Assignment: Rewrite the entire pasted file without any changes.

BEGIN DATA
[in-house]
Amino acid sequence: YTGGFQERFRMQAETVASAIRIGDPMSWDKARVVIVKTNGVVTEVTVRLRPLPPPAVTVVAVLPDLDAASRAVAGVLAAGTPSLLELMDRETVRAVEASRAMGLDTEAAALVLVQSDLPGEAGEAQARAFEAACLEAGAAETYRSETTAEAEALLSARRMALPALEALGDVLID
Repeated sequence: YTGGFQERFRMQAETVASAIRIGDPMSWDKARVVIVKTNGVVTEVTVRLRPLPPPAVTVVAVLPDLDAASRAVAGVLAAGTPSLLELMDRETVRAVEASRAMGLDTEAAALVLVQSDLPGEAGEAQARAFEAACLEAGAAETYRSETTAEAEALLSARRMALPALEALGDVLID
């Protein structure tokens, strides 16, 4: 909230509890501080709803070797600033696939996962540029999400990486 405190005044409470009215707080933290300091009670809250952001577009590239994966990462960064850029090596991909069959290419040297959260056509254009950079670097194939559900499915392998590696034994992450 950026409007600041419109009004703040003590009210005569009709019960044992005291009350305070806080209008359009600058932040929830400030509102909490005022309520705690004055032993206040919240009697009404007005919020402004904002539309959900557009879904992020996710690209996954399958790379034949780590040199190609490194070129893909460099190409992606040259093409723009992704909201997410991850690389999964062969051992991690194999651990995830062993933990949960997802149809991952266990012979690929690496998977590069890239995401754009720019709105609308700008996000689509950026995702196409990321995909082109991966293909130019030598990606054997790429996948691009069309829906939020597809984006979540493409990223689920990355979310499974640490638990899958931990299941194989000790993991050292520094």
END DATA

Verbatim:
[in-house]
Amino acid sequence: YTGGFQERFRMQAETVASAIRIGDPMSWDKARVVIVKTNGVVTEVTVRLRPLPPPAVTVVAVLPDLDAASRAVAGVLAAGTPSLLELMDRETVRAVEASRAMGLDTEAAALVLVQSDLPGEAGEAQARAFEAACLEAGAAETYRSETTAEAEALLSARRMALPALEALGDVLID
Repeated sequence: YTGGFQERFRMQAETVASAIRIGDPMSWDKARVVIVKTNGVVTEVTVRLRPLPPPAVTVVAVLPDLDAASRAVAGVLAAGTPSLLELMDRETVRAVEASRAMGLDTEAAALVLVQSDLPGEAGEAQARAFEAACLEAGAAETYRSETTAEAEALLSARRMALPALEALGDVLID
């Protein structure tokens, strides 16, 4: 909230509890501080709803070797600033696939996962540029999400990486 405190005044409470009215707080933290300091009670809250952001577009590239994966990462960064850029090596991909069959290419040297959260056509254009950079670097194939559900499915392998590696034994992450 950026409007600041419109009004703040003590009210005569009709019960044992005291009350305070806080209008359009600058932040929830400030509102909490005022309520705690004055032993206040919240009697009404007005919020402004904002539309959900557009879904992020996710690209996954399958790379034949780590040199190609490194070129893909460099190409992606040259093409723009992704909201997410991850690389999964062969051992991690194999651990995830062993933990949960997802149809991952266990012979690929690496998977590069890239995401754009720019709105609308700008996000689509950026995702196409990321995909082109991966293909130019030598990606054997790429996948691009069309829906939020597809984006979540493409990223689920990355979310499974640490638990899958931990299941194989000790993991050292520094």